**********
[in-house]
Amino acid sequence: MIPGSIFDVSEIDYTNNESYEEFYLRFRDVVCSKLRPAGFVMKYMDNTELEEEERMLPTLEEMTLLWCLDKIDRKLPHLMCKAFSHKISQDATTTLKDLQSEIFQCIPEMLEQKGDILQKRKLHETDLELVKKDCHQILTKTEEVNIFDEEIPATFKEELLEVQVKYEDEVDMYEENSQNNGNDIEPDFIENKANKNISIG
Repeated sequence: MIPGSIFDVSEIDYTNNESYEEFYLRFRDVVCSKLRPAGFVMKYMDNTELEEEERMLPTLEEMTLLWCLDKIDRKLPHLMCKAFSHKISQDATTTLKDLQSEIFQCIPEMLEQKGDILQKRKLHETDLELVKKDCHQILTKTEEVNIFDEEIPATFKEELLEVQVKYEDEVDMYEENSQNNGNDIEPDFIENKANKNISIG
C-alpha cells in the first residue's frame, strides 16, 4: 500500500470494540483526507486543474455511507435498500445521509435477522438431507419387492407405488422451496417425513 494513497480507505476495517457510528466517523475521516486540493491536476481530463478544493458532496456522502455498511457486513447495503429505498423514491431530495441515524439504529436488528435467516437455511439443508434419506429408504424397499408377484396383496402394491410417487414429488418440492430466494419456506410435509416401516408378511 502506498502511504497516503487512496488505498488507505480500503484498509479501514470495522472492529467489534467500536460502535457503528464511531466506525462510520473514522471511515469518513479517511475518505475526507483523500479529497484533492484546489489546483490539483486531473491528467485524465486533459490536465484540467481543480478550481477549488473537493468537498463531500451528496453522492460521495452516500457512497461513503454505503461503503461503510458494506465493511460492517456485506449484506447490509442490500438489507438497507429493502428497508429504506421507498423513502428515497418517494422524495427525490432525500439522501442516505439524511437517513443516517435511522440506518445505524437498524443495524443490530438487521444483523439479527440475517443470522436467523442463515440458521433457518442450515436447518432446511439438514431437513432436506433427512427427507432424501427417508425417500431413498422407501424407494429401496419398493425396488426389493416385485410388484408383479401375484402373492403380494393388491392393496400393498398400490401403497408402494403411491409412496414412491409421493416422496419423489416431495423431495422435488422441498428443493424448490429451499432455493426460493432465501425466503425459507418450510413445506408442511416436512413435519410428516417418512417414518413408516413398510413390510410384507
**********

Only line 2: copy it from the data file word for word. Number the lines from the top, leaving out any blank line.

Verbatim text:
Amino acid sequence: MIPGSIFDVSEIDYTNNESYEEFYLRFRDVVCSKLRPAGFVMKYMDNTELEEEERMLPTLEEMTLLWCLDKIDRKLPHLMCKAFSHKISQDATTTLKDLQSEIFQCIPEMLEQKGDILQKRKLHETDLELVKKDCHQILTKTEEVNIFDEEIPATFKEELLEVQVKYEDEVDMYEENSQNNGNDIEPDFIENKANKNISIG